The etiology of CU is not well understood, and the majority of cases are considered idiopathic or due to autoreactivity [ 4 ] . At this time, neither European nor US guidelines recommend extensive or skin biopsy [ 2 ] . Therapy is focused on symptom management, with H1 antihistamines as the mainstay [ 5 ] .
On a cellular level, the primary inflammatory cells are mast cells and basophils [ 3 ] . Activation of mast cells results in degranulation and release of preformed mediators, including vasoactive substances such as histamine and proinflammatory mediators such as tumor necrosis factor. Mast cells also release newly synthesized leukotrienes, prostaglandins, cytokines, and platelet activating factor [ 6 ] . These mediators in turn activate and recruit other immune cells [ 7 ] . This results in vasodilation, sensory nerve activation, and plasma extravasation, ultimately resulting in dermal edema and wheals [ 2 ] . Treatment with antihistamines significantly reduces these clinical findings [ 5 ] .
A number of factors can cause mast cell activation, both immunological and nonimmunological. Immunoglobulin E (IgE)-mediated reactions are the primary immunological trigger [ 6 ] . Nonimmunological mechanisms are less well understood, but include medications, infections, food, and alcohol, among others [ 2 ] .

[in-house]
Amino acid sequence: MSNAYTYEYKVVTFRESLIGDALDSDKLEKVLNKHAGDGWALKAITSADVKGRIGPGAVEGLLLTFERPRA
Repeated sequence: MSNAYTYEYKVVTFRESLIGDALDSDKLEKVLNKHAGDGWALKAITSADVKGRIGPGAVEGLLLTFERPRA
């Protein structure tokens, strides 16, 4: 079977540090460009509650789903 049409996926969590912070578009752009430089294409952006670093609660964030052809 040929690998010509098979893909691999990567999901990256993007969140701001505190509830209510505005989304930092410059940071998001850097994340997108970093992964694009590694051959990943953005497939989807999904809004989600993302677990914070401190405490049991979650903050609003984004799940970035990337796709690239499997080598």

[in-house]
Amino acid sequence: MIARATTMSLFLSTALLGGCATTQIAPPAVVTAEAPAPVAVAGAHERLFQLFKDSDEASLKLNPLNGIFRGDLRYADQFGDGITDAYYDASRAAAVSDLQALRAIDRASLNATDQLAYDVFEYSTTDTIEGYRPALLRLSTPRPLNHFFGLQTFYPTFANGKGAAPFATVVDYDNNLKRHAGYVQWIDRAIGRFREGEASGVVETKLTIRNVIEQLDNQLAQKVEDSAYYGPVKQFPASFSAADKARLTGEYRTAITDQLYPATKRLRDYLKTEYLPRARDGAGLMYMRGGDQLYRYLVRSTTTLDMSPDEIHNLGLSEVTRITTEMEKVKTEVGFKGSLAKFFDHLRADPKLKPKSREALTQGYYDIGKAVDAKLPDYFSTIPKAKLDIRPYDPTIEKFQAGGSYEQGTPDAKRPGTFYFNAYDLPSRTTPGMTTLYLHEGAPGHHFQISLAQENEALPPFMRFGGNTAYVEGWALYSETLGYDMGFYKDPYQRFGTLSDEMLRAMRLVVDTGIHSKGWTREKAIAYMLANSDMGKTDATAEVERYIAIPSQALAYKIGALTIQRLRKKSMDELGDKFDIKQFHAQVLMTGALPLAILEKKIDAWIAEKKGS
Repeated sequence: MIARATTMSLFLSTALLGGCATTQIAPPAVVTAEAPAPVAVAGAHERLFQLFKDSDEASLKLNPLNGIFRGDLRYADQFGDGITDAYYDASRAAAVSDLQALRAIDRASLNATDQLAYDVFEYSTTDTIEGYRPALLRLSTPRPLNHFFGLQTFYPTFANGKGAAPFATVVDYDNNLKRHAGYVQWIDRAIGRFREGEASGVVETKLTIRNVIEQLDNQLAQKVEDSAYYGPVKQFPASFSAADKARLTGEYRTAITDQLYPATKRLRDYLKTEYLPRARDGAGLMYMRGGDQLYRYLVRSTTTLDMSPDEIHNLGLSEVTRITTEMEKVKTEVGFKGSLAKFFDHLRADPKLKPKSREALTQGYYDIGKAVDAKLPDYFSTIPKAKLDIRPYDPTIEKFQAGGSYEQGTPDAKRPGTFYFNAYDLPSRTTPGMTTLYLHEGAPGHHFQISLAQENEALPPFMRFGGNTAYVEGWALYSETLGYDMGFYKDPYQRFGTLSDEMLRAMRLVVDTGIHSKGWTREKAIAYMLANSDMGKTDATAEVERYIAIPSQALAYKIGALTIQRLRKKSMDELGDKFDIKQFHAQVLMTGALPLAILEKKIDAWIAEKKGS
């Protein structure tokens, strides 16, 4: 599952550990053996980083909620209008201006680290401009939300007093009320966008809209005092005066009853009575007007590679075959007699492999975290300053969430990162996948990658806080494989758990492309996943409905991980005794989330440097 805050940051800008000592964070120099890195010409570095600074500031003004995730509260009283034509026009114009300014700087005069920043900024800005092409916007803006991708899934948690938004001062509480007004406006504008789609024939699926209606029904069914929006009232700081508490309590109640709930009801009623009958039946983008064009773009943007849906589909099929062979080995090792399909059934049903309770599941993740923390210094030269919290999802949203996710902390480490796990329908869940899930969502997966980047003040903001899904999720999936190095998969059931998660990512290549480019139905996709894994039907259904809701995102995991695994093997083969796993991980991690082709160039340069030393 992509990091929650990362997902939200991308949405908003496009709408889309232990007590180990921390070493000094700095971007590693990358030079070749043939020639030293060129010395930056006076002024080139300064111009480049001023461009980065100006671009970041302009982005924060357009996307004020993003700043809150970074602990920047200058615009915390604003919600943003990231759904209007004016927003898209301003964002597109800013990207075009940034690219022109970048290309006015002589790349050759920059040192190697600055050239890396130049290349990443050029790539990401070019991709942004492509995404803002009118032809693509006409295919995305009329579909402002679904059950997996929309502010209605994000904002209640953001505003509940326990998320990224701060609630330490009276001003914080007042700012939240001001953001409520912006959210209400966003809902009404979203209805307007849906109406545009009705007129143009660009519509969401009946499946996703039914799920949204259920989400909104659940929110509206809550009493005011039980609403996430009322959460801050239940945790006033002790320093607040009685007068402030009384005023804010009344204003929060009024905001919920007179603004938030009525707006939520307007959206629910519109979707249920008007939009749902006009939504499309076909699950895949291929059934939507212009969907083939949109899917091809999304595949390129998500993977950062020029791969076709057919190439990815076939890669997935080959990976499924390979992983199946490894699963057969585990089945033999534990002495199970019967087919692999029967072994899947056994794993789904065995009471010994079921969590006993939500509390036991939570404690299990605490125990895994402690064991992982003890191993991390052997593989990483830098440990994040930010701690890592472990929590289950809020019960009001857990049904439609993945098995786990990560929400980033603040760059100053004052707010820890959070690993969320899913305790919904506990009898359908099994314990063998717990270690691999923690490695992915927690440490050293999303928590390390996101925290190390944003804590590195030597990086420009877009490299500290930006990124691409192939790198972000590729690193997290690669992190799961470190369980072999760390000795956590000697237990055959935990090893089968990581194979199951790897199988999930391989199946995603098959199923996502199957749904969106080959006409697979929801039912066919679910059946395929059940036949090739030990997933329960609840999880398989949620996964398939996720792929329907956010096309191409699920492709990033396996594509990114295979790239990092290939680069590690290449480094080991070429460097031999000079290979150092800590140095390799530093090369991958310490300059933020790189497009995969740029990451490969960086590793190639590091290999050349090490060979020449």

Food allergies, which are due to defined immunological mechanisms, have been shown to be rare causes of CU. Sánchez et al administered food challenge tests (utilizing 410 common foods) to 164 patients with CU and 38 controls. Positive challenge tests occurred in only 1.2% of CU and 0.7% of control subjects [ 8 ] . Food IgE sensitization was similar in both groups (17.5% vs 16.5%, respectively) [ 8 ] .
Therefore, despite the high frequency of self-reported food sensitivities, single foods are unlikely CU triggers. However, a number of other studies have presented intriguing results demonstrating that groups of foods may worsen CU. Specifically, elimination diets have improved symptoms in a subset of patients with CU, while oral provocation testing (OPT) has resulted in flares.
Chronic Urticaria and Diet
Research has demonstrated that food allergies are extremely rare causes of CU. Food allergies that may result in symptoms of CU include α-gal allergy (meat) and A simplex allergy (fish nematode). Immunological reactions may occur due to gluten ingestion in celiac disease.
Food intolerances in CU are described more often than food allergies and are distinct from allergy [ 2 ] . These are defined as food-related symptoms that are objectively reproducible but that do not involve an immunological mechanism.
A number of foods have been reported to worsen CU symptoms. These “trigger” foods include alcohol, food additives, seafood, certain vegetables and fruits, fermented foods, and others [ 6 ] . Diagnostic and therapeutic strategies include food diaries, OPT, or elimination diets.
A review of 20 studies examined a total of 1,668 patients with CU who followed a systematic elimination diet approach. These consisted of pseudoallergen-free (PAF) diet, low-histamine (LH) diet, or fish avoidance diet used in conjunction with their antihistamine therapy [ 9 ] . Overall, these led to a combined complete remission in 4.9% and partial remission in 37.5% of subjects, with the highest rates reported for PAF and LH diets followed for a median duration of 3 weeks [ 9 ] .